When you make enemies out of your allies


With Evolution Weekend coming up soon, it is interesting to note that not all proponents of evolution support this effort. A year ago, PZ Myers, a Minnesota biologist, wrote in his blog a critique of Evolution Sunday (which was its name prior to this year). He dismissed the effort by claiming that

a few people whose training and day-to-day practice are antithetical to science will attempt to legitimize their invalid beliefs and expand their pretense to intellectual authority by co-opting a few slogans.
Instead of allying himself strategically with others who, like himself, might wish to promote scientific evolution against the tide of creationist ignorance, Myers decided to treat anyone who doesn't think like he does on the subject of religion as an enemy to be scorned, even when there is a common cause at stake.

Clearly, the idea of people of faith promoting science doesn't jibe with his stereotypical conception of what it means to be religious, as expressed by his assertion that theological "training and day-to-day practice are antithetical to science"--something that is simply not true. One wonders if he learned everything that he thinks he knows about religion by listening to Jerry Falwell or Pat Robertson. In any case, it is not hard to see how, when reality doesn't conform with dogma, the natural reaction to the resulting cognitive dissonance is just to circle the wagons and attack that which contradicts one's preconceived stereotypes. And to admit that it might actually be a good thing for people of faith to promote evolution would call into question a certain world view; it is easier just to strike out and attack one's erstwhile allies on an important issue.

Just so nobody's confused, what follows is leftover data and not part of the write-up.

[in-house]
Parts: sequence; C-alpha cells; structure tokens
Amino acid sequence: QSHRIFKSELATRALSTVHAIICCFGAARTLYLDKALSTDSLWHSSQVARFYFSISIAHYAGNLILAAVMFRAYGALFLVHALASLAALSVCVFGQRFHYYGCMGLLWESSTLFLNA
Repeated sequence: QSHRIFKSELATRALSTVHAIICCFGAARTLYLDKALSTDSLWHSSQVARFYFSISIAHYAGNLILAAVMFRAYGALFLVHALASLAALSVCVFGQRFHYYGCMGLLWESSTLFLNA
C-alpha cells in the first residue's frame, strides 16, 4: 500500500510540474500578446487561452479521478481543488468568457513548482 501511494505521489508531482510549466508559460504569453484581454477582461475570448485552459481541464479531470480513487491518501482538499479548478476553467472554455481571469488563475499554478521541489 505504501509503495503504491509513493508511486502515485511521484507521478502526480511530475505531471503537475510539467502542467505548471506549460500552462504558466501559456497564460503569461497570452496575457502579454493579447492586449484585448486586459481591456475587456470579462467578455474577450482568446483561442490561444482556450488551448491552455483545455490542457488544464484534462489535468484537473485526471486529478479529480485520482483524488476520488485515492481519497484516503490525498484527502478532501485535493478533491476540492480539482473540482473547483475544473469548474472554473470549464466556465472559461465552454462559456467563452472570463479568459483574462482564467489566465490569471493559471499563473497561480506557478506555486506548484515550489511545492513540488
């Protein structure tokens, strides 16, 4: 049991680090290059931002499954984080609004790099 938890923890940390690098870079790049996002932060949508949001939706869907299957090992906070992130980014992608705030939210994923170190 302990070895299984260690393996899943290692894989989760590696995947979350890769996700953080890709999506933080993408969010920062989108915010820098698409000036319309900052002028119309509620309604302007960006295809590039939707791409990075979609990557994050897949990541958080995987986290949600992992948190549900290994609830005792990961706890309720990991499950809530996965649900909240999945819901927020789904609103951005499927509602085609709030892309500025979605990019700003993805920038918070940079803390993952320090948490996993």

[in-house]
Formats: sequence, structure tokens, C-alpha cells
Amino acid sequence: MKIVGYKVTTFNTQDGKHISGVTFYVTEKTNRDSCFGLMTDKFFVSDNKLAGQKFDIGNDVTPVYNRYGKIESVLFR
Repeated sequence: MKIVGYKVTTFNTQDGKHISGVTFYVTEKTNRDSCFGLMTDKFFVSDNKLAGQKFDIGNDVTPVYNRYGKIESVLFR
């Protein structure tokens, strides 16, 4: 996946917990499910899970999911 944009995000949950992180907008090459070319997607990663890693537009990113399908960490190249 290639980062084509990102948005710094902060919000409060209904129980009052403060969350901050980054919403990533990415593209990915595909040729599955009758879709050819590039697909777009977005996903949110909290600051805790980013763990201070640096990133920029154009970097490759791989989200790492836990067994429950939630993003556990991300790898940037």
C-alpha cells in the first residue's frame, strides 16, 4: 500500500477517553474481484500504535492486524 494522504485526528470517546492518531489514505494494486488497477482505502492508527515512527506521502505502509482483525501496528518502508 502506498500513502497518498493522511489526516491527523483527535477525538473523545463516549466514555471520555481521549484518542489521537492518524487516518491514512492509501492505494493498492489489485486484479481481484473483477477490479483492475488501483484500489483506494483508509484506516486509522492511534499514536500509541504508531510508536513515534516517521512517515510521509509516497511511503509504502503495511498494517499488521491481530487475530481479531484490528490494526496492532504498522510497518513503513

This only goes to prove, once again, that militant atheists and religious fundamentalists have a great deal in common, both in their stereotypical conception of what religion is about and in their dogmatic resistance to anything that contradicts their dogmas.